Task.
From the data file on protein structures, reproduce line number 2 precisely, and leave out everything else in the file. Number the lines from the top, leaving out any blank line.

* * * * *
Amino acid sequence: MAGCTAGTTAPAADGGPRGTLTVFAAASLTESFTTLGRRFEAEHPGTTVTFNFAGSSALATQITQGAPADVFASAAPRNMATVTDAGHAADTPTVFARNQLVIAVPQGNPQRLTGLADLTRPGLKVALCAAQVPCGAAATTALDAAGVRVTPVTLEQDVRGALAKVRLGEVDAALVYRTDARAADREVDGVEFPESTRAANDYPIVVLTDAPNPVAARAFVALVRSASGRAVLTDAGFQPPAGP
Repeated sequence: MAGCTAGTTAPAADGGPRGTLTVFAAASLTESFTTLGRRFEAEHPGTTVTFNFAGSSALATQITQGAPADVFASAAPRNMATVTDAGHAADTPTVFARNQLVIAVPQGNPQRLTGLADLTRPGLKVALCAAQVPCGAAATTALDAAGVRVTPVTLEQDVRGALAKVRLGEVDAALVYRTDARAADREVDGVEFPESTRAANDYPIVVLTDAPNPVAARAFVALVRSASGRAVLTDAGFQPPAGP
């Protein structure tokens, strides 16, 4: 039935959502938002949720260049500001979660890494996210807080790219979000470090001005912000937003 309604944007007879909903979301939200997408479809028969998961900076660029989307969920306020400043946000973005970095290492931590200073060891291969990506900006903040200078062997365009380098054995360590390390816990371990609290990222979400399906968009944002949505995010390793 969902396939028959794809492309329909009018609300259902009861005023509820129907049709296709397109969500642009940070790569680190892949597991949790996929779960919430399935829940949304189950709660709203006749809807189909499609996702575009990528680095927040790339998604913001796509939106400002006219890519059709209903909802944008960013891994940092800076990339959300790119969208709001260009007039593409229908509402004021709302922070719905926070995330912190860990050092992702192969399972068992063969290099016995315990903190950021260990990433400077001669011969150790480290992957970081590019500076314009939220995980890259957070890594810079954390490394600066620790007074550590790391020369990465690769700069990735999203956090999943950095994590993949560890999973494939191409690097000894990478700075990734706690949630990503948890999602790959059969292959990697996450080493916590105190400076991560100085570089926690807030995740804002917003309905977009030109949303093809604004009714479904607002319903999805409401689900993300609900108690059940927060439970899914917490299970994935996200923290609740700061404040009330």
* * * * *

Repeated sequence: MAGCTAGTTAPAADGGPRGTLTVFAAASLTESFTTLGRRFEAEHPGTTVTFNFAGSSALATQITQGAPADVFASAAPRNMATVTDAGHAADTPTVFARNQLVIAVPQGNPQRLTGLADLTRPGLKVALCAAQVPCGAAATTALDAAGVRVTPVTLEQDVRGALAKVRLGEVDAALVYRTDARAADREVDGVEFPESTRAANDYPIVVLTDAPNPVAARAFVALVRSASGRAVLTDAGFQPPAGP